country. Eisner is hoping for a good performance from
his sophomore captain.
"I think David should do well since he is one of the
premier players in the country, but you can't take
anything for granted," Eisner said.
Michigan will be without the services of Terry
London, the team's fourth singles and third doubles
player, who is out with a cold and a sore throat.
However, Eisner is not particularly distressed.
"I'd like to have him (London) there, but he's sick,"
Eisner explained, "and my philosophy is that I don't
worry about things I don't have control over. If Terry -
plays sick, he obviously won't be able to perform as*
Jon Karzen will move up from the number five spot
to replace London and David Pierce will move up a
notch to play number five singles. Frosh Mike Nold
will make his Michigan debut in the number six spot:
Nonetheless, Eisner remains optimistic about his
However, Eisner is more concerned with the play of
his doubles teams.
"Doubles were not real good in the first match
(versus Eastern Michigan)," Eisner said. "We've worked*
on it and it should be a little better, but we have a lot of
work to do to get to the level we want," Eisner added.
"Our doubles is not yet at the level of our singles."
Eisner expects the match to be quite competitive.
"Toledo's coach, Pat Birney is excellent," he said. "I'm
sure they should give us an excellent match."
The match will take place at 2 p.m. in the Track and
B4AS4 4KETBAL N4O44EO
Women cagers to face*'
formidable foe Friday
by John Niyo
Daily Basketball Writer
MaChelle Joseph of Purdue
probably wasn't all that disappointed
to find out she didn't earn top honors
in the Big Ten for the week ending
January 28. Why not? Because her
teammate, Joy Holmes got the
Holmes did a little of everything
for the Boilermakers, shooting over
70 percent from both the free throw
line and the field, tallying 44 points
in victories over previously unbeaten
Northwestern (79-70) and Wisconsin
The junior forward also helped
Purdue claim a share of first place by
grabbing 15 rebounds and six steals,
to go with five assists and two
Joseph, a sophomore guard, pun-
ished the Wildcats for 26 points and
followed that by lighting up the
scoreboard for 27 against the Bad-
gers. She now leads the Big Ten in
scoring with 23.7 points per game.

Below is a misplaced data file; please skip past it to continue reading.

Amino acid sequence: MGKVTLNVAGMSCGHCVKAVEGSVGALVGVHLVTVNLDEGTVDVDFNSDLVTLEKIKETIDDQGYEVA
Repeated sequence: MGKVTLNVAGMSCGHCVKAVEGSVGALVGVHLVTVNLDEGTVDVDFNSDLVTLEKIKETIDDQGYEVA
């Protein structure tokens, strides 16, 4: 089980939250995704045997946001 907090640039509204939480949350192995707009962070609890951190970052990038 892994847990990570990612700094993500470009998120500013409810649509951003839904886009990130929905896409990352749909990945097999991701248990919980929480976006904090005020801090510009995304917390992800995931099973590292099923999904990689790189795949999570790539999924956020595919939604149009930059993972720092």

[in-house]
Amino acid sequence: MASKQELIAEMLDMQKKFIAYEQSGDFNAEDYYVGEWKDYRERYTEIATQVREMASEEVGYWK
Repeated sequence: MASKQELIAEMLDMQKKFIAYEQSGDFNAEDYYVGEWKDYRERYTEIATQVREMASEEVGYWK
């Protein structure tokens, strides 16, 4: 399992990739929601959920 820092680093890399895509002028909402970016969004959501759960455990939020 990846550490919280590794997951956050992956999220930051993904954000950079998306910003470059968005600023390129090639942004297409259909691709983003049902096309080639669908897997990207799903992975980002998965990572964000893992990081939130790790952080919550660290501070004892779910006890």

Holmes is fourth at 18.1 ppg.
Michigan will have their hands
full this coming Friday as they
travel to West Lafayette for a 7:30
"IF ONLY I COULD MAKE
A FREE THROW."- Val Hall
echoed the thoughts of many of her
teammates when she said that after
last Friday's game against Michigan
Michigan has been finding it easy
to get to the charity stripe recently
but getting the free throws to fall
isn't as simple. Michigan knocked
down a woeful 56.8 percent of their
chances (21-37) against the Spartans.
That dropped them to eighth in the
league in free throw percentage.
Hall, who made three of eight,
added that "We'll be shooting
hundreds of free throws all week
END OF AN ERA-Iowa
ventured into Ohio State's St. John
Arena and came out with something
few teams ever do: a win. Sixty-six
straight times a Big Ten team had
come to Columbus and 66 straight
times a team has left a loser. All
that ended; however, when the
Hawkeyes came in Sunday and blew
away Ohio State 71-48 in front of a0
near-record 11,301 fans.
The Buckeyes average almost
4,000 fans per game at home.
D. Williams tops Plan B free agents
(AP) - If you were an NFL
general manager with a sense of
history and a blank checkbook, the
list of Plan B free agents available
this week could offer some interesti-
Expected to be on the
marketplace when the clubs submit
their lists of 37 unprotected players
tomorrow are some marquee names
including a man who wrote Super,
Bowl history just two years ago.
Doug Williams, who threw a
record four touchdown passes in one
quarter at the 1988 Super Bowl, is
rnfnvTin2A tire inatnn Ryt'ln P k n
going to happen."
Some other owners of Super
Bowl rings could be available.
In Chicago, wide receiver Dennis
McKinnon, part of the Bears' 1985-
86 championship club, seems
vulnerable. His criticism of play-
calling in a season in which the
team didn't make the playoffs, left
management less than pleased and
the housecleaning could start with
Others expected to be swept out
by the Bears include safety Maurice
Douglass, punter Maury Buford,
linebacker Jim Morise vand
when Joe Morris suffered a season-
ending broken'foot, Anderson proved
invaluable, rushing for 1,023 yards.
Now both Anderson, 32, and
Morris, 29, may be available along
with 32-year old center Brad Oates.
All were with the Giants' 1987
Super Bowl champions.
Philadelphia didn't protect wide
receiver Greg Garrity last year and he
could return to the Eagle's list of
Plan B eligibles. Wide receiver Ron
Johnson, reportedly considering
retirement, and cornerback Eric'
Everett are other nossibilities.